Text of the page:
Costa Rica is a popular tourist destination worldwide, especially among tourists from Canada, Europe, and the US. And while Costa Rica, as a country, depends heavily on the tourism industry for its economic development, it has not been spared the consequences of tourism.
Costa Rica, a pioneer of ecotourism for over 25 years, has faced overtourism during peak seasons. Overtourism can have adverse effects on fragile ecosystems, the local community, and the environment of a tourist hotspot.
According to the report by UNWTO, overtourism can be defined as “the impact of tourism on a destination, or parts thereof, that excessively influences perceived quality of life of citizens and/or quality of visitors’ experiences in a negative way”.
How can overtourism be managed?
There cannot be just one solution to this problem. Various measures, strategies, and policy changes, must be made to mitigate the crisis of overtourism. Here are some potential solutions!
1. Promote tourism in different periods
Costa Rica has a summer or dry season in the months of November-March. This is also a time when European countries, Canada, and the US are experiencing winters and heavy snowfall. Therefore, an influx of tourists at this time of the year.
Promoting experiences and stimulating events during the off-season would help disperse tourists round the year.
2. Promote tourism in lesser-known destinations
When tourists think of Costa Rica, they can think of only a few popular destinations like Tamarindo, Manuel Antonio, La Fortuna, etc. Even in La Fortuna, only a few spots are well known among international tourists.
Promoting lesser-known destinations within and beyond the city will help in the dispersion of the tourists, and prevent overcrowding at hotspots.
3. Improve public transport
Many international tourists hire a car as soon as they land in Costa Rica. They then drive to their destination by car, contributing to increased traffic and congestion in the cities.
Improving public transportation facilities to make it better suited for tourists and promoting it as a mode of commuting can help prevent traffic jams.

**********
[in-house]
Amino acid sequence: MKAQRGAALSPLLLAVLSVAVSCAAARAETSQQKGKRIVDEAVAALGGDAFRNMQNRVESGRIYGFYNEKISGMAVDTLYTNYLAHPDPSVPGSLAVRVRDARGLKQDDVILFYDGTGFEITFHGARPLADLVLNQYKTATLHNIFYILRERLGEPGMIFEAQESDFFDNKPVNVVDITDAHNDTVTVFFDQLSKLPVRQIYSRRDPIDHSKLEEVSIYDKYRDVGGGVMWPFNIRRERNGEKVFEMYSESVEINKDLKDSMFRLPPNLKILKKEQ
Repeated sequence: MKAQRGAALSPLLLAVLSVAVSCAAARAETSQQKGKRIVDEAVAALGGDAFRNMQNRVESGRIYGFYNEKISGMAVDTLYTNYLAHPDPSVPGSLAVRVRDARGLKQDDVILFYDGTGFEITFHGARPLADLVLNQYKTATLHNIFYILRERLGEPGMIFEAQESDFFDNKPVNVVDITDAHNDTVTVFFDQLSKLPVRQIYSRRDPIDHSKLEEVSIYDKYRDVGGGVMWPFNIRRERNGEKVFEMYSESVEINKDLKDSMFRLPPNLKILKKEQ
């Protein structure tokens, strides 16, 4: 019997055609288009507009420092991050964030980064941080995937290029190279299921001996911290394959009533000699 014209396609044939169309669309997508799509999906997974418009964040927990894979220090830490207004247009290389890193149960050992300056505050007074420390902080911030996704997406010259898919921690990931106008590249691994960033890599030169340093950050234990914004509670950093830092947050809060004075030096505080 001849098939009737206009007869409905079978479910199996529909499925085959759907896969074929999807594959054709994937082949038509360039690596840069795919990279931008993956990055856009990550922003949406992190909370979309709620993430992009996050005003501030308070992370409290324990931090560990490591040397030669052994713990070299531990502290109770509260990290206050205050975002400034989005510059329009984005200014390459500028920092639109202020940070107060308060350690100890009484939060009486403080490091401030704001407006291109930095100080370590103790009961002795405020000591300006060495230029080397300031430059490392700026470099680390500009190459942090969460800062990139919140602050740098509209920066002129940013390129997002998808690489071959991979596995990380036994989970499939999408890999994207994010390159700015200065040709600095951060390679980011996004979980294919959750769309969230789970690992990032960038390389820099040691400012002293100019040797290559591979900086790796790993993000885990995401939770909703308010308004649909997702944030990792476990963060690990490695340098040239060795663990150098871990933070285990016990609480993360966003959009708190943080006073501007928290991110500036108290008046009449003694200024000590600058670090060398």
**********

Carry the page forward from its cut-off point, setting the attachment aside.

4. Make tourism more expensive
Rather than an occasional luxury, tourism has now become more of a commodity purchase for people. Making tourism more expensive by imposing tourist taxes, pollution taxes, day charges, etc., can discourage tourists from visiting a particular place.
Let’s look at some cities/countries that took similar measures.
- Walt Disney World in Florida charges more for tickets during peak periods.
- Barcelona levies ‘tourist tax’ on travelers staying overnight. Tourists aboard cruise ships pay a ‘pollution tax’.
- Tourists (daytrippers) visiting Venice will have to pay a fee ranging from 3 euros to 10 euros per person from 2023, depending on the time of year and how crowded the city is. Those who don’t pay the tax will have to pay a fine of up to 300 euros.
- Thailand has introduced a tourist fee of 300 Baht ($9) which will automatically get added to the price of flight tickets.
5. Improve infrastructure and facilities
By developing infrastructure and facilities, cities and major attractions can be made ready to tackle extensive tourism during peak season. The provision of adequate public facilities and safe walking paths can be ensured. A city-wide plan can be made for well-balanced traffic management.
6. Educate travelers and create awareness
Educating tourists on local culture, traditions, values, and regulations can help create sensitivity among them. Creating awareness about the impact of tourism on the local communities, environment and the ecosystem can encourage them to be more responsible and respectful of the place they are visiting.
7. Involve the local community and stakeholders
Ensure the benefit of tourism to the local communities. Involve them in important tourist decisions and choices.
By creating more jobs for the residents, involving them in creating experiences, and promoting local businesses, their support and partnership are guaranteed.
Authorities and governments at all levels need to take the lead. Though not all measures may deter international tourists from coming to Costa Rica, they might prove helpful in curbing overtourism to some extent. We are definitely rooting for them!
Coming up – 10 Ways to Avoid Contributing to Overtourism in Costa Rica